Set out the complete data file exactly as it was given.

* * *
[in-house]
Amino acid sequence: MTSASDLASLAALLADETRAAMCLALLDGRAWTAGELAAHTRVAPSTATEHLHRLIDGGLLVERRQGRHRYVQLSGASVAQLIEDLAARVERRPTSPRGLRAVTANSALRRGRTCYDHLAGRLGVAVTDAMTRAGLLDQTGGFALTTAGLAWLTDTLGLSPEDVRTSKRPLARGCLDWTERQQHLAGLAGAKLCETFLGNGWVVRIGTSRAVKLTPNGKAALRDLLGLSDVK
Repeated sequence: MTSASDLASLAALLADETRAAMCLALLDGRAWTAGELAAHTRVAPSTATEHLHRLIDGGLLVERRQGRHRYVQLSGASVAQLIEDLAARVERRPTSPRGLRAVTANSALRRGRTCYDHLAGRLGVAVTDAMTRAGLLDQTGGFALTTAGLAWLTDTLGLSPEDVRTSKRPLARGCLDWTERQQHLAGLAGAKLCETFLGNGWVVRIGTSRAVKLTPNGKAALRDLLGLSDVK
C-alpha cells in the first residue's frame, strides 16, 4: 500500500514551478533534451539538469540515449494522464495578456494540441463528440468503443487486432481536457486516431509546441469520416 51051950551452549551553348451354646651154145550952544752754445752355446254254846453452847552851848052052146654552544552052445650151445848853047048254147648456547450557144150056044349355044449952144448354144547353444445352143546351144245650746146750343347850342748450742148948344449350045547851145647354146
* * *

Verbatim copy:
[in-house]
Amino acid sequence: MTSASDLASLAALLADETRAAMCLALLDGRAWTAGELAAHTRVAPSTATEHLHRLIDGGLLVERRQGRHRYVQLSGASVAQLIEDLAARVERRPTSPRGLRAVTANSALRRGRTCYDHLAGRLGVAVTDAMTRAGLLDQTGGFALTTAGLAWLTDTLGLSPEDVRTSKRPLARGCLDWTERQQHLAGLAGAKLCETFLGNGWVVRIGTSRAVKLTPNGKAALRDLLGLSDVK
Repeated sequence: MTSASDLASLAALLADETRAAMCLALLDGRAWTAGELAAHTRVAPSTATEHLHRLIDGGLLVERRQGRHRYVQLSGASVAQLIEDLAARVERRPTSPRGLRAVTANSALRRGRTCYDHLAGRLGVAVTDAMTRAGLLDQTGGFALTTAGLAWLTDTLGLSPEDVRTSKRPLARGCLDWTERQQHLAGLAGAKLCETFLGNGWVVRIGTSRAVKLTPNGKAALRDLLGLSDVK
C-alpha cells in the first residue's frame, strides 16, 4: 500500500514551478533534451539538469540515449494522464495578456494540441463528440468503443487486432481536457486516431509546441469520416 51051950551452549551553348451354646651154145550952544752754445752355446254254846453452847552851848052052146654552544552052445650151445848853047048254147648456547450557144150056044349355044449952144448354144547353444445352143546351144245650746146750343347850342748450742148948344449350045547851145647354146